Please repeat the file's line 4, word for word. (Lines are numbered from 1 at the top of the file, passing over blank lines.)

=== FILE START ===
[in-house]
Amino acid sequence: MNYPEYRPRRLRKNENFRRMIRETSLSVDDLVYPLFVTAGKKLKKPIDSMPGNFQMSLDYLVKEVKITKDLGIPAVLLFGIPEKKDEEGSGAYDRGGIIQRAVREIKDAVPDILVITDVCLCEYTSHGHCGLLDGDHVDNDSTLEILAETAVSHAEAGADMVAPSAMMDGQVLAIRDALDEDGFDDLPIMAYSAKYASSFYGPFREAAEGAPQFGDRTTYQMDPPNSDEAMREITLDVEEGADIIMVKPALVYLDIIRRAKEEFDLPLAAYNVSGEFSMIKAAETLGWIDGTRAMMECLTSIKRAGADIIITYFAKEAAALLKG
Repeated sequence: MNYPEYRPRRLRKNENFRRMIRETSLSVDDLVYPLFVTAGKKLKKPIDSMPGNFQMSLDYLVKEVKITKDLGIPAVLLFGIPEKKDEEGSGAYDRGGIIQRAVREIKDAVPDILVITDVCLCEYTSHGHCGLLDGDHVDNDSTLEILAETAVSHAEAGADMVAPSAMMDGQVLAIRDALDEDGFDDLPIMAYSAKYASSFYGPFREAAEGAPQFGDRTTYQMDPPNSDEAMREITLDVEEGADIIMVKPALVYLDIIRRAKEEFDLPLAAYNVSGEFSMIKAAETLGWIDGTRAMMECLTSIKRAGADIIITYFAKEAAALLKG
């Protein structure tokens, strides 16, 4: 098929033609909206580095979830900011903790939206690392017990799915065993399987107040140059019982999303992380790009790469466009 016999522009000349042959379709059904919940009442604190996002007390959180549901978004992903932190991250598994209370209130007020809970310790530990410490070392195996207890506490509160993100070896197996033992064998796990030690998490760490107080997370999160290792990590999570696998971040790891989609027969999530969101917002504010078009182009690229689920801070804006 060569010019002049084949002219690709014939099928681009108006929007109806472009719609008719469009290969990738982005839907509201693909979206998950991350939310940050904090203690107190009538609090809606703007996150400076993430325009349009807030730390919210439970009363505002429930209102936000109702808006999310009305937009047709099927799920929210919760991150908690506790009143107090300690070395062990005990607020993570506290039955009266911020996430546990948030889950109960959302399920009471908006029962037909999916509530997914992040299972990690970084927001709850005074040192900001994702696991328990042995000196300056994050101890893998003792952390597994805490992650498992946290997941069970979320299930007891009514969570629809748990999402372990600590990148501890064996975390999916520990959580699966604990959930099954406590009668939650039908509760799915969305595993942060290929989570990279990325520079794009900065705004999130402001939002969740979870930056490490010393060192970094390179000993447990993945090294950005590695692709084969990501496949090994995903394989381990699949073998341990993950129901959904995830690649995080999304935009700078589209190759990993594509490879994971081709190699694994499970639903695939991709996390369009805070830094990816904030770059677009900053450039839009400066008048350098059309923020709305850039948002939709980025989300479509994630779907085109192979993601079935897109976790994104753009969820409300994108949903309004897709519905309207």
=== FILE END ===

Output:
């Protein structure tokens, strides 16, 4: 098929033609909206580095979830900011903790939206690392017990799915065993399987107040140059019982999303992380790009790469466009 016999522009000349042959379709059904919940009442604190996002007390959180549901978004992903932190991250598994209370209130007020809970310790530990410490070392195996207890506490509160993100070896197996033992064998796990030690998490760490107080997370999160290792990590999570696998971040790891989609027969999530969101917002504010078009182009690229689920801070804006 060569010019002049084949002219690709014939099928681009108006929007109806472009719609008719469009290969990738982005839907509201693909979206998950991350939310940050904090203690107190009538609090809606703007996150400076993430325009349009807030730390919210439970009363505002429930209102936000109702808006999310009305937009047709099927799920929210919760991150908690506790009143107090300690070395062990005990607020993570506290039955009266911020996430546990948030889950109960959302399920009471908006029962037909999916509530997914992040299972990690970084927001709850005074040192900001994702696991328990042995000196300056994050101890893998003792952390597994805490992650498992946290997941069970979320299930007891009514969570629809748990999402372990600590990148501890064996975390999916520990959580699966604990959930099954406590009668939650039908509760799915969305595993942060290929989570990279990325520079794009900065705004999130402001939002969740979870930056490490010393060192970094390179000993447990993945090294950005590695692709084969990501496949090994995903394989381990699949073998341990993950129901959904995830690649995080999304935009700078589209190759990993594509490879994971081709190699694994499970639903695939991709996390369009805070830094990816904030770059677009900053450039839009400066008048350098059309923020709305850039948002939709980025989300479509994630779907085109192979993601079935897109976790994104753009969820409300994108949903309004897709519905309207």